You may wish to speak to your son's attorney (with your son's permission) about asking the judge to reconsider your son's sentence. However, there is a short window to do so. Therefore, your son's attorney would have to file a Petition to do so very quickly. The judge may grant the Petition to reconsider the sentence or deny it. But, unfortunately for your son, the judge was within his right to use his legal discretion to sentence your son.

Again, you may wish to speak to your son's attorney. However, you must do so ASAP to see if any Petition may be filed for Reconsideration of Sentence.

I hope you find this information useful.

My goal is to provide you with excellent service – if you feel you have gotten anything less, please reply back. I am happy to address follow-up questions. Thank you for your business!



Do you have any follow up questions for me? If you are satisfied with my answer, please rate it as such. That is the only way that I can get credit for answering the question.

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Thank you.
Customer: replied 4 years ago.
I am familiar with the info you mention above. My question is can an inmate who is already in prison in Texas for dwi do his time by taking a school program offered by the state of Texas, for example, my husband found the prison entrepreneurship program (PEP) in Cleveland correctional Facility in Cleveland Texas. The prison entrepreneurship program was founded in May 2004 is a 501 (c)(3) non-profit organization based in Houston, Texas. Would a program like this be available to my son or are there any other programs my son is eligible to apply for?

Sorry for the delay. I was not available yesterday.

As I indicated, the judge has GREAT discretion when it comes to sentencing a person for DWI Third Offense. The only MANDATORY provisions when it comes to jail time is that a person serve a minimum of 10 days.

You or your son's attorney may wish to contact the entrepreneurship program that you referenced. I am sure that they have strict eligibility requirements for a person to enter into the program. If your son is eligible, and there is an open spot available, then his attorney can bring a Motion to Modify Sentence and seek the judge's permission to allow your son to enter into the program. If the judge is familiar with the program, or is given the information as an attachment to the Motion, AND your son is eligible, he has the discretion to allow him to finish out his sentence in the program. It is TOTALLY within the discretion of the judge. The judge is going to want to have proof that the program is willing to accept your son.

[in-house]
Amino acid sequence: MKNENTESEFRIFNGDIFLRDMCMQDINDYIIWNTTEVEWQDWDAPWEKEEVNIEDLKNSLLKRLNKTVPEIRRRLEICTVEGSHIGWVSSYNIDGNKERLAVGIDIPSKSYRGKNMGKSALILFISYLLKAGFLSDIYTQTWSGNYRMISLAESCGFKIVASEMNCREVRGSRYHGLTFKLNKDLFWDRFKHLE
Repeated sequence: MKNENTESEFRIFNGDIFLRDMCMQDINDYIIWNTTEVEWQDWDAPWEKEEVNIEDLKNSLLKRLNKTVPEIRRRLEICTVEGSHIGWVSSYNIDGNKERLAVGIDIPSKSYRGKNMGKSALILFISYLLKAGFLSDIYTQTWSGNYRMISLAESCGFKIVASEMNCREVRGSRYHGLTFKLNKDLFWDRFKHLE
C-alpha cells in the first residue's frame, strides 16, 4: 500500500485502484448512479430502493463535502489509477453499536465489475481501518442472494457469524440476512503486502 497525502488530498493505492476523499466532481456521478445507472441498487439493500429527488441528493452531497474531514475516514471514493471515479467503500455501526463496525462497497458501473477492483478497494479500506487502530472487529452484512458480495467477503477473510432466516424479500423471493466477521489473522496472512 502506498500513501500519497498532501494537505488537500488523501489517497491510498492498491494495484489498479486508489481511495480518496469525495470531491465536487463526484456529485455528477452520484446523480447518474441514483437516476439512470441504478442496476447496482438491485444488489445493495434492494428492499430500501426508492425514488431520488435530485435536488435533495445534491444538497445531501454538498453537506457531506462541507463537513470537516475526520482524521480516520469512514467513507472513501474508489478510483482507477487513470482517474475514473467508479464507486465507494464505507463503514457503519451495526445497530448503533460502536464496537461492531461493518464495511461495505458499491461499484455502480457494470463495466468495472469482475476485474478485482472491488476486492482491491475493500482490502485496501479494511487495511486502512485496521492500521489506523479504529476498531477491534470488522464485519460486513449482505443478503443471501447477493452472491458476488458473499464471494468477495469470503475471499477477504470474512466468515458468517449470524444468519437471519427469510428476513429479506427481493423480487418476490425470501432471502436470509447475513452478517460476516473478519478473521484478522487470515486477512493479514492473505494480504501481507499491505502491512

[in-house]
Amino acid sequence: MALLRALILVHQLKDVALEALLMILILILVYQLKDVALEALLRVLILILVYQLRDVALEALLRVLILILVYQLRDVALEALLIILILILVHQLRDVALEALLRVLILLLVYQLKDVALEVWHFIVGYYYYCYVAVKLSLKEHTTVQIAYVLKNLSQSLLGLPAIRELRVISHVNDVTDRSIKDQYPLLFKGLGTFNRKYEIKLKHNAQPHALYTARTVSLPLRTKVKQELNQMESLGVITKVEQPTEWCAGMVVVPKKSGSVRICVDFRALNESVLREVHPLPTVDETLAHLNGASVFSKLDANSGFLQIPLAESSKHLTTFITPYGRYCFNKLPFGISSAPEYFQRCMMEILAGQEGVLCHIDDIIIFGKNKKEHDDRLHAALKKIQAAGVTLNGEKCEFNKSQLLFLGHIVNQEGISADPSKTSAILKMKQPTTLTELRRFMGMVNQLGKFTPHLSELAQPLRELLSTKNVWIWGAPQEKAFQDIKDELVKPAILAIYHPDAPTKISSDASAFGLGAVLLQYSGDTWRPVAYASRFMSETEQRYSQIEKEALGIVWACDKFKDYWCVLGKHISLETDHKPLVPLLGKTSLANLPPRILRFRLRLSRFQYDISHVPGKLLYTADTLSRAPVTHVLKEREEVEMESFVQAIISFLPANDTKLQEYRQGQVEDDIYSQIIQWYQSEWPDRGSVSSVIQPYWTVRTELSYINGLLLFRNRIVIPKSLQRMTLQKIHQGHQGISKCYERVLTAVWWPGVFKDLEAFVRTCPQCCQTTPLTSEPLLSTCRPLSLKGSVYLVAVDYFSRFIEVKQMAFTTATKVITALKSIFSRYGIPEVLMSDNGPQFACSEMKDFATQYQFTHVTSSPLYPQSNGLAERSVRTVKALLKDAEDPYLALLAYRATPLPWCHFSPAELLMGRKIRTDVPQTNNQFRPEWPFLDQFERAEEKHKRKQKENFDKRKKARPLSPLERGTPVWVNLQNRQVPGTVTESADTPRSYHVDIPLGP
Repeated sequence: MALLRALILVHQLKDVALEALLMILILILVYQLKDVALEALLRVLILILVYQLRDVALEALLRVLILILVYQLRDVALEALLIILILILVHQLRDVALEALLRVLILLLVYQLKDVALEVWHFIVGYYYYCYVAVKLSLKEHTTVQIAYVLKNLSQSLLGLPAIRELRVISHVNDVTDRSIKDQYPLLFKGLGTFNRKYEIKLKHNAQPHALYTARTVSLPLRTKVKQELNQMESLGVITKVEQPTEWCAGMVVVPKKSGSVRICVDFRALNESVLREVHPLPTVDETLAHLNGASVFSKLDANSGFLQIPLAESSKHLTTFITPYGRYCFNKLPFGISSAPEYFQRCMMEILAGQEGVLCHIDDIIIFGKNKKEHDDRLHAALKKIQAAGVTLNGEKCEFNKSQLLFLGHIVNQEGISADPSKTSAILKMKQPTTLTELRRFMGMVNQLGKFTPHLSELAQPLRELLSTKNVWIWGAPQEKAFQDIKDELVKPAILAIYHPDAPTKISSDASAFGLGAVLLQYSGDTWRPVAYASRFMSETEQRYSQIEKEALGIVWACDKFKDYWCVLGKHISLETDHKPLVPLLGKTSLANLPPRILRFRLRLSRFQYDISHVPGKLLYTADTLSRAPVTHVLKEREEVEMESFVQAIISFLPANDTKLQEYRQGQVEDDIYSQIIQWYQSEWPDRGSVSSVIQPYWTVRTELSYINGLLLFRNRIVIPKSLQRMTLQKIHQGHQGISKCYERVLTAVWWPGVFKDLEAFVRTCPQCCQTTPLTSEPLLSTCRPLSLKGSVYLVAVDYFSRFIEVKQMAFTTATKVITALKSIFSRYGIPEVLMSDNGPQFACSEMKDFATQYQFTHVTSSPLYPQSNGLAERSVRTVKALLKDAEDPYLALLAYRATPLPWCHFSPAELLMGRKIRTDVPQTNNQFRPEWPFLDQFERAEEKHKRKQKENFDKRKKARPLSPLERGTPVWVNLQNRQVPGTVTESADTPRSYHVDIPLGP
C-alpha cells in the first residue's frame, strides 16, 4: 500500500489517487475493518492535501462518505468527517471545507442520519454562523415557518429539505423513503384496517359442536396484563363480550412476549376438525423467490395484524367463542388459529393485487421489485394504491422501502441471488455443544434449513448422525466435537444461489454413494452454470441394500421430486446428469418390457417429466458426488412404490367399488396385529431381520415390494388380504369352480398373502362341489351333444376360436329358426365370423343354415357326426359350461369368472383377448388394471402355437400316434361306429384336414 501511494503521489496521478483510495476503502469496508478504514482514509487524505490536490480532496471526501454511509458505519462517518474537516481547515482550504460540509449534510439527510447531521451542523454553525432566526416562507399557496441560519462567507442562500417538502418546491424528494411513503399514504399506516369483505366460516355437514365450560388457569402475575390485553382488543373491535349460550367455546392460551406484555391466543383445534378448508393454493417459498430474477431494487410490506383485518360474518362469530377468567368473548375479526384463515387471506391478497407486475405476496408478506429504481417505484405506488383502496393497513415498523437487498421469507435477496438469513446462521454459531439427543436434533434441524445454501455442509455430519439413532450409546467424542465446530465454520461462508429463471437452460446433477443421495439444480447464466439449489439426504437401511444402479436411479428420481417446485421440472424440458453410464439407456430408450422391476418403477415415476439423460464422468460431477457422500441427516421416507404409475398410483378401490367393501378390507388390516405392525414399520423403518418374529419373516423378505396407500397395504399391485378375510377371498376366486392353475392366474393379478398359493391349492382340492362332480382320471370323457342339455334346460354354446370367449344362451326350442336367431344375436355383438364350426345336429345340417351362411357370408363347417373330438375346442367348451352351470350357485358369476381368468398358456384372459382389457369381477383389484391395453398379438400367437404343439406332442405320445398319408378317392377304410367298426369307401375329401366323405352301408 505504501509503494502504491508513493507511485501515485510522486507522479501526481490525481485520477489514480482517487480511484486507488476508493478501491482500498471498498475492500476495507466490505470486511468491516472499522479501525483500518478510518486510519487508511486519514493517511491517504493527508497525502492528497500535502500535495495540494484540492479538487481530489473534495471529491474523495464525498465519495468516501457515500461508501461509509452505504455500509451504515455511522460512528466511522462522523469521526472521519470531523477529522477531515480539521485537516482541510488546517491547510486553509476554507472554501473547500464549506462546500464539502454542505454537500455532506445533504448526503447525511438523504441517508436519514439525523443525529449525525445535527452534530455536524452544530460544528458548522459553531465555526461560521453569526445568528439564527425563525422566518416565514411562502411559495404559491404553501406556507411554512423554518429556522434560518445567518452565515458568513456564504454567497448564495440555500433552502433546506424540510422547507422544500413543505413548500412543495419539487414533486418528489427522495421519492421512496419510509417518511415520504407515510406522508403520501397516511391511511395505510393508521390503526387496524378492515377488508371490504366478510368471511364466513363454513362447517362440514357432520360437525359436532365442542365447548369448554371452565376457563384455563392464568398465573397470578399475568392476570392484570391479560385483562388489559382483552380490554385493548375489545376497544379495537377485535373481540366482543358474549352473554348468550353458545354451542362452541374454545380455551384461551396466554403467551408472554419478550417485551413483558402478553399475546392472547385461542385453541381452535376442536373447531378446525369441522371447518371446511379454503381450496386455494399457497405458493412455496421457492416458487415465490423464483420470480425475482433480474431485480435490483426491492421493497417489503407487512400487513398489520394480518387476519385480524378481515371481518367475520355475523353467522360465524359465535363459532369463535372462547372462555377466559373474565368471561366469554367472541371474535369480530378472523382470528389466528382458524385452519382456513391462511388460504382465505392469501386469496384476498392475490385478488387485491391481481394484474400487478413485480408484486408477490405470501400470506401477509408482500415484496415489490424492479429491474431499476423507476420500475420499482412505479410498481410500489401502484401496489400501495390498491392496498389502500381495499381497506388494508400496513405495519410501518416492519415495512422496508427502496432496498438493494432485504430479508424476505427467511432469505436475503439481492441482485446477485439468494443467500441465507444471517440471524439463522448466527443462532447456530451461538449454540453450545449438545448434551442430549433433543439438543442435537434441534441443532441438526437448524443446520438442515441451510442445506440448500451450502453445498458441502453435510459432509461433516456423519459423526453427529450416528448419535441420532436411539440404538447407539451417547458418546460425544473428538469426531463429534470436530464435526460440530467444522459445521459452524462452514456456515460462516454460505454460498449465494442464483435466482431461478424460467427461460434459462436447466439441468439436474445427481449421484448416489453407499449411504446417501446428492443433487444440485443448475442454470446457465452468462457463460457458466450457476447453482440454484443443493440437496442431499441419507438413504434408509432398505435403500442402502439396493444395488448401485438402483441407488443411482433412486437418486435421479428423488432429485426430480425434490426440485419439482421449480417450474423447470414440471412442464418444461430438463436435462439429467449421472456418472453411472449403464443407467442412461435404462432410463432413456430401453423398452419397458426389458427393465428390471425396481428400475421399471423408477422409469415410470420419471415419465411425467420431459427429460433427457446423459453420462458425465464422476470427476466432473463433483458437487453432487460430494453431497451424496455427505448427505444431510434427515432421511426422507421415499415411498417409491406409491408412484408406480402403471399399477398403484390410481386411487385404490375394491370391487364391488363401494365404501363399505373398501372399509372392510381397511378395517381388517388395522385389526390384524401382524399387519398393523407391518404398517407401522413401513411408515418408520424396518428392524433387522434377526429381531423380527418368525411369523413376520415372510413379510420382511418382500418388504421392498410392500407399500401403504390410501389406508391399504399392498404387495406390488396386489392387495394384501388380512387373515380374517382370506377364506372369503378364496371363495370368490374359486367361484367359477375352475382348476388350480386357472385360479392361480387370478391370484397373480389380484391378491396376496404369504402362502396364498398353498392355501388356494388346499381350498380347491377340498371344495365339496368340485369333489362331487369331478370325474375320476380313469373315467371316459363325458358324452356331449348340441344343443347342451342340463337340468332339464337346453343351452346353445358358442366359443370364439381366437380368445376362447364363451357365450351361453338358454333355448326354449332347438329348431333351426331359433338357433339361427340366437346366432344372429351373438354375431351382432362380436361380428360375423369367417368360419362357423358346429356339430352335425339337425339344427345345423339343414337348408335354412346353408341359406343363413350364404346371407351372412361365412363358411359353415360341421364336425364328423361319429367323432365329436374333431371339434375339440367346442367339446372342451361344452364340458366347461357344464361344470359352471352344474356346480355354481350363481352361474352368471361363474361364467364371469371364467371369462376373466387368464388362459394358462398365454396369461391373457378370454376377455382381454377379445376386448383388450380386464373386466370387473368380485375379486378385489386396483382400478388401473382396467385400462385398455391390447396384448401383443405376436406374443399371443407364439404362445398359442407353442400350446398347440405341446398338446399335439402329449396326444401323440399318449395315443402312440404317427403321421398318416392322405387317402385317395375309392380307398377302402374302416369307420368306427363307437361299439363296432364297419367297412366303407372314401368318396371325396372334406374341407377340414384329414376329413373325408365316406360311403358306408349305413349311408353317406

I am not personally aware of any other program that may be available for your son. However, you may wish to contact the probation department or department of corrections. Those departments will have the resources/programs that may be available for your son. But remember, the judge who sentenced your judge MUST agree to modify his sentence. If he doesn't, then your son will have to serve out his sentence as ordered.

It would be in your son's best interest if you seek the assistance of an attorney to help in drafting and arguing the Motion to Modify Sentence. The Motion must contain very specific information and may require specific legal citations that will allow the judge to hang his hat on.

I hope you find this information useful.

My goal is to provide you with excellent service – if you feel you have gotten anything less, please reply back. I am happy to address follow-up questions. Thank you for your business!